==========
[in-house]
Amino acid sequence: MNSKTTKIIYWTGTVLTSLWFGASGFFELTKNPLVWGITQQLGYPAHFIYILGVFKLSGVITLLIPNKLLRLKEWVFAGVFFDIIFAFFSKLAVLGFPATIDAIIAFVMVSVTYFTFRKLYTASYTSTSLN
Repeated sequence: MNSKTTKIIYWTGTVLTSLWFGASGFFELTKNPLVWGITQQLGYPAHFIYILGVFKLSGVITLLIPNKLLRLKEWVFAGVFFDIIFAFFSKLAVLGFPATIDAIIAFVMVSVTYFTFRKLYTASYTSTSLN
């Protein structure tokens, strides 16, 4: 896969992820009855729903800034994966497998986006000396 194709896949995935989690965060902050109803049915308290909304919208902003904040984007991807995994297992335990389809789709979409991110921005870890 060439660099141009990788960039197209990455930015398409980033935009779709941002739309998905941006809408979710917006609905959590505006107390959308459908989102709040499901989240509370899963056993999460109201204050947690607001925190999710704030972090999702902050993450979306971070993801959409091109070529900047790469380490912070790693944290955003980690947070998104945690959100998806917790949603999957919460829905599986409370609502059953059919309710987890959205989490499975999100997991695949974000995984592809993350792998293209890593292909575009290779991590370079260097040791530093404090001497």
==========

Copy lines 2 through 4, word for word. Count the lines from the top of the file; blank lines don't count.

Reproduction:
Amino acid sequence: MNSKTTKIIYWTGTVLTSLWFGASGFFELTKNPLVWGITQQLGYPAHFIYILGVFKLSGVITLLIPNKLLRLKEWVFAGVFFDIIFAFFSKLAVLGFPATIDAIIAFVMVSVTYFTFRKLYTASYTSTSLN
Repeated sequence: MNSKTTKIIYWTGTVLTSLWFGASGFFELTKNPLVWGITQQLGYPAHFIYILGVFKLSGVITLLIPNKLLRLKEWVFAGVFFDIIFAFFSKLAVLGFPATIDAIIAFVMVSVTYFTFRKLYTASYTSTSLN
């Protein structure tokens, strides 16, 4: 896969992820009855729903800034994966497998986006000396 194709896949995935989690965060902050109803049915308290909304919208902003904040984007991807995994297992335990389809789709979409991110921005870890 060439660099141009990788960039197209990455930015398409980033935009779709941002739309998905941006809408979710917006609905959590505006107390959308459908989102709040499901989240509370899963056993999460109201204050947690607001925190999710704030972090999702902050993450979306971070993801959409091109070529900047790469380490912070790693944290955003980690947070998104945690959100998806917790949603999957919460829905599986409370609502059953059919309710987890959205989490499975999100997991695949974000995984592809993350792998293209890593292909575009290779991590370079260097040791530093404090001497």